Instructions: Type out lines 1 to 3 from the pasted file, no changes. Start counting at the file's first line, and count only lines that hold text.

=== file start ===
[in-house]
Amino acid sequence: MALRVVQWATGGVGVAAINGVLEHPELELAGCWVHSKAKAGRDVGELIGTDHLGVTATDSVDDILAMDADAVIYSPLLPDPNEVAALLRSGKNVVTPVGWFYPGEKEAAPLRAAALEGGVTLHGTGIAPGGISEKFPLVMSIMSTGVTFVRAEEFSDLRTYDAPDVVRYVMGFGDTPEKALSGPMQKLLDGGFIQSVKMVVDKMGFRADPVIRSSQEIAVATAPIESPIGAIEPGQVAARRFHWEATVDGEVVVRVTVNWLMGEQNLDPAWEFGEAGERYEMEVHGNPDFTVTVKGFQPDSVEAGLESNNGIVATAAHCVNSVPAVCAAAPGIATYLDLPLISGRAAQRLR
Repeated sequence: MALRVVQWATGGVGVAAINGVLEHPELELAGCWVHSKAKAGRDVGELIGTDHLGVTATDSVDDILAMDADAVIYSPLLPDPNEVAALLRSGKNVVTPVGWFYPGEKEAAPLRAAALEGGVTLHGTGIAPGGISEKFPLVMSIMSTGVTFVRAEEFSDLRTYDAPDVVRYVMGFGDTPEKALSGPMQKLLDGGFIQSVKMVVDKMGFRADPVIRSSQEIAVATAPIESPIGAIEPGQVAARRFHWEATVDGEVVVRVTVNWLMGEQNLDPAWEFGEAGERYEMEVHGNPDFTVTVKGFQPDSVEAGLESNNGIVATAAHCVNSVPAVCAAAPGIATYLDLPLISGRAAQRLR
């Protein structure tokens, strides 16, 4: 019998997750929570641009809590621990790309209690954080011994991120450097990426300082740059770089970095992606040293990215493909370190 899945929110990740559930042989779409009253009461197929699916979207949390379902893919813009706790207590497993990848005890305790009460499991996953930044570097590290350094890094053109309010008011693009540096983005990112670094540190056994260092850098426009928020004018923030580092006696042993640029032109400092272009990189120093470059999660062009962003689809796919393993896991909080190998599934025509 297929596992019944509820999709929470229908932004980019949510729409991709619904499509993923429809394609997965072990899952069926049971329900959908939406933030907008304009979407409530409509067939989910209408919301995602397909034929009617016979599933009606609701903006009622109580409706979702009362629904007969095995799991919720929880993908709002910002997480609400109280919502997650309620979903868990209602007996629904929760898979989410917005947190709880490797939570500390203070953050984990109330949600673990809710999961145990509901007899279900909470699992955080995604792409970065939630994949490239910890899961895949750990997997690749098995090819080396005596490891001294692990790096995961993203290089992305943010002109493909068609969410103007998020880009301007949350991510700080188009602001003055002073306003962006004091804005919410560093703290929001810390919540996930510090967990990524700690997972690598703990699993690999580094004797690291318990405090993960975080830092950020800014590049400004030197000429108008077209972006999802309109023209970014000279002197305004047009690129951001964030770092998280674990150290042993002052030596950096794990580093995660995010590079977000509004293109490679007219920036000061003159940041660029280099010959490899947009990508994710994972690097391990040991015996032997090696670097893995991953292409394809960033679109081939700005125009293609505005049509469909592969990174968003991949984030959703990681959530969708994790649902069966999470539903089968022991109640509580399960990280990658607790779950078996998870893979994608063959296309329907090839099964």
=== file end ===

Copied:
[in-house]
Amino acid sequence: MALRVVQWATGGVGVAAINGVLEHPELELAGCWVHSKAKAGRDVGELIGTDHLGVTATDSVDDILAMDADAVIYSPLLPDPNEVAALLRSGKNVVTPVGWFYPGEKEAAPLRAAALEGGVTLHGTGIAPGGISEKFPLVMSIMSTGVTFVRAEEFSDLRTYDAPDVVRYVMGFGDTPEKALSGPMQKLLDGGFIQSVKMVVDKMGFRADPVIRSSQEIAVATAPIESPIGAIEPGQVAARRFHWEATVDGEVVVRVTVNWLMGEQNLDPAWEFGEAGERYEMEVHGNPDFTVTVKGFQPDSVEAGLESNNGIVATAAHCVNSVPAVCAAAPGIATYLDLPLISGRAAQRLR
Repeated sequence: MALRVVQWATGGVGVAAINGVLEHPELELAGCWVHSKAKAGRDVGELIGTDHLGVTATDSVDDILAMDADAVIYSPLLPDPNEVAALLRSGKNVVTPVGWFYPGEKEAAPLRAAALEGGVTLHGTGIAPGGISEKFPLVMSIMSTGVTFVRAEEFSDLRTYDAPDVVRYVMGFGDTPEKALSGPMQKLLDGGFIQSVKMVVDKMGFRADPVIRSSQEIAVATAPIESPIGAIEPGQVAARRFHWEATVDGEVVVRVTVNWLMGEQNLDPAWEFGEAGERYEMEVHGNPDFTVTVKGFQPDSVEAGLESNNGIVATAAHCVNSVPAVCAAAPGIATYLDLPLISGRAAQRLR